In the not too distant future, in a post apocalyptic setting, a lone, “road” warrior is enlisted by a group of survivors to help them break free of a wasteland inhabited by gangs bent on destroying them. In the process, Mad Max will rediscover his own humanity.
In 1979, first time director, George Miller, completed MAD MAX. Shot for $350,000, MAD MAX would go on to make over $100 million dollars world-wide and catapult its unknown lead, Mel Gibson, to international stardom. Yet, Miller and his production partner, Byron Kennedy, walked away from the experience dissatisfied. The shoot had been a brutal and dark experience for both. However, with MAD MAX’s international success, the “mythology” of Max would not go away. Yet, both Kennedy and Miller would not create a sequel unless the film would be a quantum leap over its predecessor. What they produced was 1981’s MAD MAX 2: THE ROAD WARRIOR, a movie that transcends their original in its action and scope, focus and character.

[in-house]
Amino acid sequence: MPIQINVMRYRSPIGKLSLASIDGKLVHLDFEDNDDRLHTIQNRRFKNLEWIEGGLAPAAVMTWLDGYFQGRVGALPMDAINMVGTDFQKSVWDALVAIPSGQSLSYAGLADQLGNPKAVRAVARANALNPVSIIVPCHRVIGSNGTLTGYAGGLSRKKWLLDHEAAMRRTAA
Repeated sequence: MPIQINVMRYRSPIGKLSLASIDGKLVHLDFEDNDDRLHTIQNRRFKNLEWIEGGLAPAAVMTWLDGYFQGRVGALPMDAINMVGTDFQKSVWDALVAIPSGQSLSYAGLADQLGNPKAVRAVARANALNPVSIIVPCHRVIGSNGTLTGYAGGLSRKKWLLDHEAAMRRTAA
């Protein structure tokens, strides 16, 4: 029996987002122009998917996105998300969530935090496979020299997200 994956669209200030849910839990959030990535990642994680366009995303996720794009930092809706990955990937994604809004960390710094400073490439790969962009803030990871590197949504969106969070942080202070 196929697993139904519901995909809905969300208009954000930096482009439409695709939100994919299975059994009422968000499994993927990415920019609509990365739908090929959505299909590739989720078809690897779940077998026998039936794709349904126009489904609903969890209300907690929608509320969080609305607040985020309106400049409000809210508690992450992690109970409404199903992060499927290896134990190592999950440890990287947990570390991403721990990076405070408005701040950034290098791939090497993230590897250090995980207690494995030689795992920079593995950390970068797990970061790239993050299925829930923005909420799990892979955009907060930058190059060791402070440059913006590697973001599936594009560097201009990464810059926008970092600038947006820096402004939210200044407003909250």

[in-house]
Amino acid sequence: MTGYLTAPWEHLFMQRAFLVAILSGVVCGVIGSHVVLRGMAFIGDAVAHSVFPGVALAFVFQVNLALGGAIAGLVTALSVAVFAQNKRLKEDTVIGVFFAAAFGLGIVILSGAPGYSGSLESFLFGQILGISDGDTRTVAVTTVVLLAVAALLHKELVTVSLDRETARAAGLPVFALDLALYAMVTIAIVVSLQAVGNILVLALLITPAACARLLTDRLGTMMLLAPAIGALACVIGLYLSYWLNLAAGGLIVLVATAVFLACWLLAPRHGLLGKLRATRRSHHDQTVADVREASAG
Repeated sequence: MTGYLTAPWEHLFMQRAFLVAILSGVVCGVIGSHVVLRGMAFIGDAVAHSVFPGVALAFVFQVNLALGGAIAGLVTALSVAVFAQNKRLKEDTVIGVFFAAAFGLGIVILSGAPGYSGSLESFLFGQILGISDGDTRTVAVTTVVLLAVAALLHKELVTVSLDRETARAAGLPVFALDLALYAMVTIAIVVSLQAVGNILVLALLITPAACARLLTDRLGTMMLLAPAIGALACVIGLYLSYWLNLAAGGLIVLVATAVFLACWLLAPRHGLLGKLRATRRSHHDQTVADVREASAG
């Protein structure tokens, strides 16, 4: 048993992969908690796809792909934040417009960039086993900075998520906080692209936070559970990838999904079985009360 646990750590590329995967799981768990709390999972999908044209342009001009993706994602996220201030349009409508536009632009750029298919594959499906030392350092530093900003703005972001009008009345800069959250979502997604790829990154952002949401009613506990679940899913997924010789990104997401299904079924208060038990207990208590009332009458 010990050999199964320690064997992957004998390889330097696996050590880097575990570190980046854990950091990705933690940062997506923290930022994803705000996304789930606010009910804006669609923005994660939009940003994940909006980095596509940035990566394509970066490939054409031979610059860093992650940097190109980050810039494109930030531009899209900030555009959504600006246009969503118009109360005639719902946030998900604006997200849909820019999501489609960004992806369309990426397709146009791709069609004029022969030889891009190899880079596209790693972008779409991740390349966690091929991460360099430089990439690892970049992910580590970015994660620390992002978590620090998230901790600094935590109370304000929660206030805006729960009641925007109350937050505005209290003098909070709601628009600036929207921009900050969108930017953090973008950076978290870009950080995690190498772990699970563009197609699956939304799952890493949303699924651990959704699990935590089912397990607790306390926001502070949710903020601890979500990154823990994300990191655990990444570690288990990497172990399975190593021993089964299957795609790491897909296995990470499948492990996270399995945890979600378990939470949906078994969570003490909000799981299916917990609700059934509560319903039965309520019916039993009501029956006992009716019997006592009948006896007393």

The ROAD WARRRIOR opens with a narrated montage explaining that the world has fallen into chaos because “two mighty warrior tribes went to war and touched off a blaze that engulfed them all.” Society is gone. Fuel is gone. “Only those strong enough to scavenge, brutal enough to pillage would survive.” We also learn of Max. Both his child and wife are brutally murdered by a vicious motorcycle gang. Once an idealistic police officer, Max has become the mere shell of a human being forever wandering the bitter roads of the wasteland. It is on this road that we reacquaint ourselves with Max as he and his trusted canine companion encounter vicious road marauders. Through an incredible stunt sequence (Max Aspin – stunt coordinator) of crashing cars and dynamic camera angles which capture the movement and action, Max survives the encounter. It should be noted that all of these stunts are performed on location without the help of computer effects so prevalent in today’s movies and the “old school” visuals make a distinct difference in the kinetics of the scene. Also, in this sequence, we are introduced to what will become one of the main villains, the vicious and terrifying Wez. During the encounter, Wez had been shot with an arrow. As Max uses all that he can scavenge to rescue the escaping gasoline from the damaged vehicles, we hear Wez scream from atop the hill as he pulls out